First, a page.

“I made the simplest comment to an assistant coach that I felt C.J. could really help our program,” Reed said. “That was the understatement of my career here.”
New Browns owner Jimmy Haslam III didn’t really settle for career coordinator and NFL assistant Rob Chudzinski as the team’s new head coach. As a matter of fact, when looking at what was left — or willing to come to Cleveland — Chudzinski isn’t a bad hire.
It was laughable that people were saying Haslam was going after Alabama head coach Nick Saban. There never was a real chance Saban would come to Cleveland. He already upset the salary apple cart in college football, and the Browns would have had to upset one in the NFL, too, just to get Saban to think about it. Besides, coaches who have statues of themselves outside of stadiums don’t leave.
Once Chip Kelly stopped flirting with the NFL and Jon Gruden and Bill Cowher weren’t about to ruin their legacies here, the second-tier guys were the only ones the Browns could get.
And that’s OK.
Cleveland needs a dynamic personality running its football team, and one with an offensive mind. Kelly would have been a good fit. If Chudzinski has the personality part of this down and can be somewhat of an egomaniac, he will do fine in Cleveland.
I’m tired of nice, polite head coaches. I want someone with a little passion and fire brewing on the sideline and the postgame press conferences.
There may not be a more improved high school basketball player in Stark County from freshman to senior year than Hoover’s 6-foot-5 Harrison Blackledge. His absence Friday night because of early foul trouble was obvious. But his presence in the third quarter against GlenOak was even more obvious.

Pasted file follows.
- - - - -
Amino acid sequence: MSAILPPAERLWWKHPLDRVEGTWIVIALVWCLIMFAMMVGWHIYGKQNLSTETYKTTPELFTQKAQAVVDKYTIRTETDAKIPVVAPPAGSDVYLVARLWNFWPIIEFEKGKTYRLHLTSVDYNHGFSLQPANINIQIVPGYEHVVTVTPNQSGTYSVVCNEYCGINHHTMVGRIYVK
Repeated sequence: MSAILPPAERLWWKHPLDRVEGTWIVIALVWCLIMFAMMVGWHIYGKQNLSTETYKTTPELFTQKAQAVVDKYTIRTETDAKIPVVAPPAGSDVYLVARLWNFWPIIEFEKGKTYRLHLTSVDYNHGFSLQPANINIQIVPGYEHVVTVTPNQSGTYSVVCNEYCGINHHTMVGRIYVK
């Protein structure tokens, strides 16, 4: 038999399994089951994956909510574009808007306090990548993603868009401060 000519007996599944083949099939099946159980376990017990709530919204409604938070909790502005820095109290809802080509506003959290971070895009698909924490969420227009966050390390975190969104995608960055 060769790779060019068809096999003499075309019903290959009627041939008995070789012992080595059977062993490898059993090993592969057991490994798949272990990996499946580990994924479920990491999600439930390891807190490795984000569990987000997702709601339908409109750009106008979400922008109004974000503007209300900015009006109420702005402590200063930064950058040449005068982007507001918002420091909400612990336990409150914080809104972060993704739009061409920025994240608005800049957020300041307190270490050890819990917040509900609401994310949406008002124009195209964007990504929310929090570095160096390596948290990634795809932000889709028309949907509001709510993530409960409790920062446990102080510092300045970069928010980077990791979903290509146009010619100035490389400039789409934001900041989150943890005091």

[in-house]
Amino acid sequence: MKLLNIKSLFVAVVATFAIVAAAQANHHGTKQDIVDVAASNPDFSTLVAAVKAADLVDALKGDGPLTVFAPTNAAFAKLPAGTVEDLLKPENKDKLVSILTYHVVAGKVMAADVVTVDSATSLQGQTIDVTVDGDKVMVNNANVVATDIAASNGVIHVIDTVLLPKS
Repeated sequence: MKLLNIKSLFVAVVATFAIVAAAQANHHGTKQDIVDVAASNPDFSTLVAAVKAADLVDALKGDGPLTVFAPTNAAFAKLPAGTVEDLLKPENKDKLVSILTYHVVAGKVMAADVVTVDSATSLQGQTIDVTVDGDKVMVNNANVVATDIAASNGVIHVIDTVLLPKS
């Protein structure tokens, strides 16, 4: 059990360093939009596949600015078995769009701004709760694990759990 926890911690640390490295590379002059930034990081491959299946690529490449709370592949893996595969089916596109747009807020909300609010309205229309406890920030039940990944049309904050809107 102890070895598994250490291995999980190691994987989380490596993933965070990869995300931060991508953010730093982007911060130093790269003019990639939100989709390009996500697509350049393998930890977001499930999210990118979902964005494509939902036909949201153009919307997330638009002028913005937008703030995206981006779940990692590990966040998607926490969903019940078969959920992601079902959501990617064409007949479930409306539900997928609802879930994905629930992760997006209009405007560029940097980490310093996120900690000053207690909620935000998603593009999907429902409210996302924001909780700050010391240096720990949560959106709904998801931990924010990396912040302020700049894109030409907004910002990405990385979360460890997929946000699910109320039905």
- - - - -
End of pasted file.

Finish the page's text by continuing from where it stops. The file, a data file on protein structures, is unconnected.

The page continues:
Blackledge has gotten bigger and stronger, and his footwork is so far superior from where it was a year ago that he is a different player under the basket.
What colleges need to remember about Blackledge is he is only 17 years old. He could easily have been held back when he was younger, but he has advanced academics, so his best basketball is still in front of him. Blackledge doesn’t turn 18 until the summer.
HOOVER IS TOUGH
Hoover’s boys team may be the best in the county, because the Vikings have three legitimate scoring threats. Senior Dom Iero can shoot from anywhere — 30 feet and in — and knock ’em down on a consistent basis. Blackledge’s presence inside is worth 15 points. And Nick Evans is capable of going for 15 most nights, too.
Page 3 of 3 - The one weakness is a lack of depth inside. When Blackledge picked up a cheap offensive foul — his second — in the first quarter, GlenOak was able to attack the basket. However, Hoover got quality minutes from Matt Zehnder, forced into extended time in the first half.
Longtime Pro Football Hall of Fame ambassador — and the longest serving executive director of the Hall — Pete Elliott was laid to rest Saturday at a quiet service in Ann Arbor, Mich. There was a service for Elliott in Canton on Friday. Stephen Perry, the current Hall of Fame executive director and president, spoke at the service, as did Elliott’s former University of Illinois running back Jim Grabowski, who played with Bart Starr and Green Bay in the NFL. There was a reception at the Hall of Fame after.
Elliott was a one-of-kind gentleman, who was loyal to Stark County and could always spin a great story. He will be missed.